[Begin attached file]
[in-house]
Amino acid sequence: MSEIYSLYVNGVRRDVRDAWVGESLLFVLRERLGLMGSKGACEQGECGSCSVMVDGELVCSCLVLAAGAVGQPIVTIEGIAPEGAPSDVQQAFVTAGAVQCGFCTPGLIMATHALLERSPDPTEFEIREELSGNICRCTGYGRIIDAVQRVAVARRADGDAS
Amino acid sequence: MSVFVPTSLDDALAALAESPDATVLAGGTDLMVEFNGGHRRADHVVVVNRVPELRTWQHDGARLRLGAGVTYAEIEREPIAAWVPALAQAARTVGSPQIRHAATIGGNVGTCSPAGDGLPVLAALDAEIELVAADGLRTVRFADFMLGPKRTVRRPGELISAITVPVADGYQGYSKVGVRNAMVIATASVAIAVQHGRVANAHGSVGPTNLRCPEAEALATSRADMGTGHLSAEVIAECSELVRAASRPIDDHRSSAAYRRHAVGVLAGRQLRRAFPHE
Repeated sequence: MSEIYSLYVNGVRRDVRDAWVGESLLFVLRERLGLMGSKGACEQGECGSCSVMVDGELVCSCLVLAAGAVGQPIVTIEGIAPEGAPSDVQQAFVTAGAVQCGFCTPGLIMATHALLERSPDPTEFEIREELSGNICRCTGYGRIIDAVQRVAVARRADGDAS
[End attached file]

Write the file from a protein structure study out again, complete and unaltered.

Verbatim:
[in-house]
Amino acid sequence: MSEIYSLYVNGVRRDVRDAWVGESLLFVLRERLGLMGSKGACEQGECGSCSVMVDGELVCSCLVLAAGAVGQPIVTIEGIAPEGAPSDVQQAFVTAGAVQCGFCTPGLIMATHALLERSPDPTEFEIREELSGNICRCTGYGRIIDAVQRVAVARRADGDAS
Amino acid sequence: MSVFVPTSLDDALAALAESPDATVLAGGTDLMVEFNGGHRRADHVVVVNRVPELRTWQHDGARLRLGAGVTYAEIEREPIAAWVPALAQAARTVGSPQIRHAATIGGNVGTCSPAGDGLPVLAALDAEIELVAADGLRTVRFADFMLGPKRTVRRPGELISAITVPVADGYQGYSKVGVRNAMVIATASVAIAVQHGRVANAHGSVGPTNLRCPEAEALATSRADMGTGHLSAEVIAECSELVRAASRPIDDHRSSAAYRRHAVGVLAGRQLRRAFPHE
Repeated sequence: MSEIYSLYVNGVRRDVRDAWVGESLLFVLRERLGLMGSKGACEQGECGSCSVMVDGELVCSCLVLAAGAVGQPIVTIEGIAPEGAPSDVQQAFVTAGAVQCGFCTPGLIMATHALLERSPDPTEFEIREELSGNICRCTGYGRIIDAVQRVAVARRADGDAS